Imagine a complex jigsaw puzzle with many pieces. Without a picture on the lid of the box — showing how the completed jigsaw should look — it would be almost impossible to put together. The doctrines of the New Testament are just like those jigsaw pieces, and the typology Paul uses from the pages of the Old Testament are the picture that guides us to correctly arrange the pieces in their correct order.

For example, Israel’s historical exile was a picture (or type) of humankind’s alienation in sin. Since Israel had been promised a Davidic deliverer who would lead her out of bondage in Babylon, Paul relocates the promises made to Israel and applies them to the deliverance of humanity from bondage to Satan by the true Son of David, Jesus.

Israel’s history had been typological of humanity’s condition and also of the response of God to that need.

Mistake #3: We think Paul’s anthropology is the same as our own.

Contrary to popular belief, human nature does not consist of “body, soul, and spirit” — at least not in Paul’s mind. This Hellenistic (Greek) view is so natural to our thinking that we fail to see that it had no part in Paul’s (Jewish) understanding of humanity. For Paul, as for any other Jew, human beings are single units, each part of a larger whole — the community.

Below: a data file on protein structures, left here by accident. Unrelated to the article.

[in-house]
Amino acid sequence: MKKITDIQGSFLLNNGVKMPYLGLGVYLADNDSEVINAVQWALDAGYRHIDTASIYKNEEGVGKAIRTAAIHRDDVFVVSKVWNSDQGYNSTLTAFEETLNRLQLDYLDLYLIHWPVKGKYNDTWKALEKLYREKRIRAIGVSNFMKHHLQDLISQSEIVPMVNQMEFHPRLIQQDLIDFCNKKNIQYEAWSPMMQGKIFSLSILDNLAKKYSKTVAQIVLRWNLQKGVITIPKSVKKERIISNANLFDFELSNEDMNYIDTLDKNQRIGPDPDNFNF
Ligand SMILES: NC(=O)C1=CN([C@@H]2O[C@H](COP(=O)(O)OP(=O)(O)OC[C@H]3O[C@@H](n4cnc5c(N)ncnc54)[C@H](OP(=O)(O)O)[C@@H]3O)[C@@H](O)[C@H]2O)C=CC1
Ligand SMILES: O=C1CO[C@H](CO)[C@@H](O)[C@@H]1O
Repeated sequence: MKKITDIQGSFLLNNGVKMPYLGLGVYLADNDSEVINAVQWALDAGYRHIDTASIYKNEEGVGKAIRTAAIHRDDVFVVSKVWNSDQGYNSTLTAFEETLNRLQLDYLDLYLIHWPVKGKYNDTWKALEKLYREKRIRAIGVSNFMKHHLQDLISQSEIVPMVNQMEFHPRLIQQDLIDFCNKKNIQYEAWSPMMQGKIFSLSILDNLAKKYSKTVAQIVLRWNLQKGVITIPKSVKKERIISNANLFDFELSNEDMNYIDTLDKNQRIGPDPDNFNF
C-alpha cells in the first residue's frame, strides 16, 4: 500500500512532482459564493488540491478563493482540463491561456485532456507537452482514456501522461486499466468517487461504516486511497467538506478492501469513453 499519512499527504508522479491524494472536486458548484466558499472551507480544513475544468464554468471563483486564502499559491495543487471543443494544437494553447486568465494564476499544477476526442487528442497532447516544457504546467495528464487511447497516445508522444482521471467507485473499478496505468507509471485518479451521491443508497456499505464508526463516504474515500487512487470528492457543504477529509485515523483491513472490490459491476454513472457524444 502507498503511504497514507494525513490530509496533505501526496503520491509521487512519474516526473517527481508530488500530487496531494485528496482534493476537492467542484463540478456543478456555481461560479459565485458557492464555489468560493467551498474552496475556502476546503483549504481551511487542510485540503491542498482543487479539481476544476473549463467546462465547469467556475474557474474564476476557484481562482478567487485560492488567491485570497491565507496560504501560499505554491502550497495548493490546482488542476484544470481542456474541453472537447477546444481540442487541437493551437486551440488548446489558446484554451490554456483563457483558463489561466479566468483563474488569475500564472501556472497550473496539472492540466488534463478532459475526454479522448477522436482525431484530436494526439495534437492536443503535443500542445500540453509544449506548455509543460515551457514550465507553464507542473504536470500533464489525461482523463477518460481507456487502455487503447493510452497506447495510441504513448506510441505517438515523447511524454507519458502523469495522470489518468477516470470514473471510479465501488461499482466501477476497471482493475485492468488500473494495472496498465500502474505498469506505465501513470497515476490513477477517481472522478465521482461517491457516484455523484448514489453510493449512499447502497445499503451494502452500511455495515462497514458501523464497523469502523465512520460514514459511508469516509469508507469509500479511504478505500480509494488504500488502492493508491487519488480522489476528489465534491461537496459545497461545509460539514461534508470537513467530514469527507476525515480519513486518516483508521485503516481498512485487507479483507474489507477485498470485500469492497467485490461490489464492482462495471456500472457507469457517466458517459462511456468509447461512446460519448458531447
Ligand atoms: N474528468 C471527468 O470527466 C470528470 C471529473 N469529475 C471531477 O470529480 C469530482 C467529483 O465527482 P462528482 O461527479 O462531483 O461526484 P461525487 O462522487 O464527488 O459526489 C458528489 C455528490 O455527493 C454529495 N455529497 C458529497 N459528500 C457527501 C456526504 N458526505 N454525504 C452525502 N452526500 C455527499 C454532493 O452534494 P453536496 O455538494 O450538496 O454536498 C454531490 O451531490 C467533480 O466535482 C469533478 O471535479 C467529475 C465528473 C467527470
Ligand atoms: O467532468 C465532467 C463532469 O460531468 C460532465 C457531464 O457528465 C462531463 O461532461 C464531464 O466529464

Hence when Paul writes of the “body of sin” in Romans 6, it is not a reference to our sinful body with its sinful nature, as many tend to read it. (By the way, I’m not disagreeing with the doctrine of the Fall here). Rather, following from Romans 5, Paul is speaking of two different communities. The one community is “in Christ”; it is the “body of Christ.” The other community is in Adam, and this is the “body of sin.”

Mistake #4: We miss the importance of Passover as Paul’s model for Christ’s death.

Many Christians understand the importance of the Passover for Paul’s theology, as they read in 1 Corinthians 5:7, “Christ our Passover has been sacrificed for us.” But they fail to realize that this is equally as important in our understanding of his letter to the Romans.

In Romans 8, Jesus is described as the “firstborn of many brothers.” The firstborn in a Jewish family was hugely significant, because he was appointed the redeemer. If a family member got into financial trouble, suffered injustice, or died leaving financial dependents, the firstborn had to act as the redeemer and secure the well-being of his troubled relatives. To enable him to do this, the firstborn needed extra resources, and so received twice as much inheritance as his siblings when the father died.